Loss of epidermal growth factor receptor (EGFR) activity in mice alters growth plate development, impairs endochondral ossification, and retards growth. However, the detailed mechanism by which EGFR regulates endochondral bone formation is unknown. Here, we show that administration of an EGFR-specific small-molecule inhibitor, gefitinib, into 1-month-old rats for 7 days produced profound defects in long bone growth plate cartilage characterized by epiphyseal growth plate thickening and massive accumulation of hypertrophic chondrocytes. Immunostaining demonstrated that growth plate chondrocytes express EGFR, but endothelial cells and osteoclasts show little to no expression. Gefitinib did not alter chondrocyte proliferation or differentiation and vascular invasion into the hypertrophic cartilage. However, osteoclast recruitment and differentiation at the chondro-osseous junction were attenuated owing to decreased RANKL expression in the growth plate. Moreover, gefitinib treatment inhibited the expression of matrix metalloproteinases (MMP-9, -13, and -14), increased the amount of collagen fibrils, and decreased degraded extracellular matrix products in the growth plate. In vitro, the EGFR ligand transforming growth factor α (TGF-α) strongly stimulated RANKL and MMPs expression and suppressed osteoprotegerin (OPG) expression in primary chondrocytes. In addition, a mouse model of cartilage-specific EGFR inactivation exhibited a similar phenotype of hypertrophic cartilage enlargement. Together our data demonstrate that EGFR signaling supports osteoclastogenesis at the chondro-osseous junction and promotes chondrogenic expression of MMPs in the growth plate. Therefore, we conclude that EGFR signaling plays an essential role in the remodeling of growth plate cartilage extracellular matrix into bone during endochondral ossification. © 2011 American Society for Bone and Mineral Research.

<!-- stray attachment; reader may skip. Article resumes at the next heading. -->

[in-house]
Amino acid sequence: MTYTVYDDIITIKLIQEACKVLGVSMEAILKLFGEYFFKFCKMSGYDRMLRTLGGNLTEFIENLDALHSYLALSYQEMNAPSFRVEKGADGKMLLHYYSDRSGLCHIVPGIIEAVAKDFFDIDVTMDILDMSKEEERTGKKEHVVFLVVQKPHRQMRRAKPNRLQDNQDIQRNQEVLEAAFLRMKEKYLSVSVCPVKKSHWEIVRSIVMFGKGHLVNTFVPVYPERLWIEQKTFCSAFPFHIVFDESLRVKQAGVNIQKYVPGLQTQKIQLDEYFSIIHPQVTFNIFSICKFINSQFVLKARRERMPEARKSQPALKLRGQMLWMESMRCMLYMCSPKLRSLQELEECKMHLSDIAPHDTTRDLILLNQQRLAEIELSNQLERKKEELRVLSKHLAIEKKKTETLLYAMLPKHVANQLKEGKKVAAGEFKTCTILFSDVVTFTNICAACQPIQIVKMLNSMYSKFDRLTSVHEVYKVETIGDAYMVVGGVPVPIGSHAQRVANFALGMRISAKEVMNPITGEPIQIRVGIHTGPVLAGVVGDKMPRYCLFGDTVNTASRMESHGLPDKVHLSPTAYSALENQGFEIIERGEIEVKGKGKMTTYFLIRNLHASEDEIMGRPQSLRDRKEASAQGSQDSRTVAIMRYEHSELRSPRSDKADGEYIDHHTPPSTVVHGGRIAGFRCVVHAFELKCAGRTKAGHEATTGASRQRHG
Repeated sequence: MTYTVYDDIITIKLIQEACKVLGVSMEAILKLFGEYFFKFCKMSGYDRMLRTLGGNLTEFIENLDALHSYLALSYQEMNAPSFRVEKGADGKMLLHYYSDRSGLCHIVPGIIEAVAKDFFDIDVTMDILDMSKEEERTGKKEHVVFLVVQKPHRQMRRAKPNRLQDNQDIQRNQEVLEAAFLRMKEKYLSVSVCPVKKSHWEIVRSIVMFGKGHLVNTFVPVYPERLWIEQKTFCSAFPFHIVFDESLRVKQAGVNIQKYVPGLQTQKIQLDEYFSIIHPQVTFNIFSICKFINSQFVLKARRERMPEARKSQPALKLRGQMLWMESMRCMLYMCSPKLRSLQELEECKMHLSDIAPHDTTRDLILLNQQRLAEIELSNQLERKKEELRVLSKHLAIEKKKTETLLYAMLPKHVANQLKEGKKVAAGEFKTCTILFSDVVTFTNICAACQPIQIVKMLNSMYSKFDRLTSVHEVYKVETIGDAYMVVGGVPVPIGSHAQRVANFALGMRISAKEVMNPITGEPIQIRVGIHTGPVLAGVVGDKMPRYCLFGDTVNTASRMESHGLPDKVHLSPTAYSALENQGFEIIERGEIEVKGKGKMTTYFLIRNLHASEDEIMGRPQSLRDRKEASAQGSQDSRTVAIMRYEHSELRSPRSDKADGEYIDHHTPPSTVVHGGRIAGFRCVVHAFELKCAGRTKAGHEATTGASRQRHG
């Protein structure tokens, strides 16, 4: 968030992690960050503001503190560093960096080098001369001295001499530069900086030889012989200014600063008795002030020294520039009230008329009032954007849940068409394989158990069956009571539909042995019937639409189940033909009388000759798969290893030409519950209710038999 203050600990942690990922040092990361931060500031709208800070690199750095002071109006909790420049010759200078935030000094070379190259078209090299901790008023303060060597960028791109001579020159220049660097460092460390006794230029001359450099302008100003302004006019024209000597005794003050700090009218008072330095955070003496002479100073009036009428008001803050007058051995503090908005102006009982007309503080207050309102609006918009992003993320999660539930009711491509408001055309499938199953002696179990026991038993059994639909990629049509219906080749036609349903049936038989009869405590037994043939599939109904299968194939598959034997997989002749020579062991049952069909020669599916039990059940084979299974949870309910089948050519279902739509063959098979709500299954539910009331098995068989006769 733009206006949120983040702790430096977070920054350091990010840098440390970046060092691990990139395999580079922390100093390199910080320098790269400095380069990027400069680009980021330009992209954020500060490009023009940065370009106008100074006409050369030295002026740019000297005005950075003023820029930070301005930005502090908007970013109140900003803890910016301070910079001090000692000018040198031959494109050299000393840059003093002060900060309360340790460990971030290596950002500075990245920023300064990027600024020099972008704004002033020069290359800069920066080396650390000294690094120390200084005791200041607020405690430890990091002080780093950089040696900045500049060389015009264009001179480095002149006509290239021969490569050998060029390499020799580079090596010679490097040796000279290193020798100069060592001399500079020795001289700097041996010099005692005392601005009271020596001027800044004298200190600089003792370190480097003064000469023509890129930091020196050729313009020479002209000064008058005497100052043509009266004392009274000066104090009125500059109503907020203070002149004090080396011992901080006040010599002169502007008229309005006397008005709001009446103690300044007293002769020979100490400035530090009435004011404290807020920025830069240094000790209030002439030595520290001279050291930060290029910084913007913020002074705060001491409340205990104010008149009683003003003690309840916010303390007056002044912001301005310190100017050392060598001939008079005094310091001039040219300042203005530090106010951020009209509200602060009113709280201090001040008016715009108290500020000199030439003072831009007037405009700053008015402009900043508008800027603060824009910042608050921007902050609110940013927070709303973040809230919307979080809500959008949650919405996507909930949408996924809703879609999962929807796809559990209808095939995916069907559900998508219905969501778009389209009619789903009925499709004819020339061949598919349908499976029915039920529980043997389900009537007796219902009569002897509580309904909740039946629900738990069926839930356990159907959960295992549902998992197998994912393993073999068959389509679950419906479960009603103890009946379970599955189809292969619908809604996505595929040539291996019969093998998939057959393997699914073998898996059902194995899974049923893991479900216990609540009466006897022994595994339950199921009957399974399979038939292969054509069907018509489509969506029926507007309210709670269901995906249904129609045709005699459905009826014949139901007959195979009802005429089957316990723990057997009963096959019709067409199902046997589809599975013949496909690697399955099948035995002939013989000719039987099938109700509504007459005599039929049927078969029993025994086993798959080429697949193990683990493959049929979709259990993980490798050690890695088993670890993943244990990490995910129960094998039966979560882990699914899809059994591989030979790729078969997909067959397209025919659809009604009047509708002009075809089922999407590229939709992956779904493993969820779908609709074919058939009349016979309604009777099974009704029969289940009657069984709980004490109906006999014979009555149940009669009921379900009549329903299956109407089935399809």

Available at: http://works.bepress.com/frank-beier/84/